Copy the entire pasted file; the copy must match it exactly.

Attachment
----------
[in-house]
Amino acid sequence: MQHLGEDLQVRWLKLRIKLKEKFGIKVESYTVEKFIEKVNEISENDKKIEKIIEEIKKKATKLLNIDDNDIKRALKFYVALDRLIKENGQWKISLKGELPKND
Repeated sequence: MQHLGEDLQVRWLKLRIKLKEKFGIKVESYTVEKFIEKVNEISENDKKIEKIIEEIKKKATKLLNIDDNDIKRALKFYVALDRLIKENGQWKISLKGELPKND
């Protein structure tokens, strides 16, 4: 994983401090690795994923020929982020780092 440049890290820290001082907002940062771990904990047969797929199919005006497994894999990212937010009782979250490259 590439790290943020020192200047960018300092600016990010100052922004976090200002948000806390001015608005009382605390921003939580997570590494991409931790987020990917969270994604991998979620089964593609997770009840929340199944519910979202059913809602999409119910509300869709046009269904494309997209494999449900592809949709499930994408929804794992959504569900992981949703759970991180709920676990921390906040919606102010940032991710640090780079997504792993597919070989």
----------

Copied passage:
[in-house]
Amino acid sequence: MQHLGEDLQVRWLKLRIKLKEKFGIKVESYTVEKFIEKVNEISENDKKIEKIIEEIKKKATKLLNIDDNDIKRALKFYVALDRLIKENGQWKISLKGELPKND
Repeated sequence: MQHLGEDLQVRWLKLRIKLKEKFGIKVESYTVEKFIEKVNEISENDKKIEKIIEEIKKKATKLLNIDDNDIKRALKFYVALDRLIKENGQWKISLKGELPKND
């Protein structure tokens, strides 16, 4: 994983401090690795994923020929982020780092 440049890290820290001082907002940062771990904990047969797929199919005006497994894999990212937010009782979250490259 590439790290943020020192200047960018300092600016990010100052922004976090200002948000806390001015608005009382605390921003939580997570590494991409931790987020990917969270994604991998979620089964593609997770009840929340199944519910979202059913809602999409119910509300869709046009269904494309997209494999449900592809949709499930994408929804794992959504569900992981949703759970991180709920676990921390906040919606102010940032991710640090780079997504792993597919070989």